The Tertiary fold-and-thrust belt on Spitsbergen can be divided into a western portion with basement-involved thrust slacks and an eastern thin-skinned portion within Upper Palaeozoic and Mesozoic platform cover strata. At both St. Jonsfjorden and Bellsund, Carboniferous strata structurally higher in the thrust stack are thicker and have a more complete stratigraphic succession than those in lower thrust sheets. These differences, along with observed structures, indicate that the basement-involved thrust stacks transported and telescoped a zone of Carboniferous structures responsible for a thicker Carboniferous basin to the west. This zone may be the eastern margin of the St. Jonsfjorden trough of Gjelberg & Steet. The spatial coincidence between the two sets of structures suggests that the Carboniferous basin geometry controlled the large-scale Tertiary structural architecture by localizing thrust stack development. At St. Jonsfjorden portions of Carboniferous fault surfaces were reactivated as Tertiary thrust ramps. In both areas a Middle Carboniferous angular unconformity played a role in Tertiary tectonism. Higher stratigraphic ascent of ramps into the platform cover before bending into a flat /bypasssing potential lower thrust flats often utilized elsewhere) and concentration of thrust ramps ( decreasing spacing) are two mechanisms for localization of the thrust stack.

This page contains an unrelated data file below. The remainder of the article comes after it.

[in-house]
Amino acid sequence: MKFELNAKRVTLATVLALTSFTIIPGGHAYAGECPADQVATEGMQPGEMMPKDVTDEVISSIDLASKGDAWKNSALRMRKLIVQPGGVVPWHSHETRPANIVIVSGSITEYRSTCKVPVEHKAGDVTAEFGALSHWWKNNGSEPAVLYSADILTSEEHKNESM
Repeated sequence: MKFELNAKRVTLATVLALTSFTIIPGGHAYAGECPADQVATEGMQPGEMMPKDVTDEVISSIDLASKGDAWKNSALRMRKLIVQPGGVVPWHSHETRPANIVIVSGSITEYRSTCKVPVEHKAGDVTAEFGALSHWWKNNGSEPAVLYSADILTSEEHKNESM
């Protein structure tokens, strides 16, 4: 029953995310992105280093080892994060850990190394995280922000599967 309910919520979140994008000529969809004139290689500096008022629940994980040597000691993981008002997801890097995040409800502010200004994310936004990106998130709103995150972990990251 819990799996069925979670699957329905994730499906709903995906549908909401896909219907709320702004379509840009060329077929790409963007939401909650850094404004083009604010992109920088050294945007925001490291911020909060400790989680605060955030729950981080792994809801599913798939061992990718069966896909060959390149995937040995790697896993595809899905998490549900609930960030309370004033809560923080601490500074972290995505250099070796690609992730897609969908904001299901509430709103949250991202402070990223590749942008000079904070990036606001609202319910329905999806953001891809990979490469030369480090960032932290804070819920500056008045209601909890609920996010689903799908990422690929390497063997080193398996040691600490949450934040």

Hormon D. Maher, Jr., Dept. of Geography and Geology, University of Nebraska, Omaha, NE 68182, USA;
Alastair l. Welbon, Dept. of Geological Sciences, Queens University, Kingston, Ontario K7L3N6, Canada.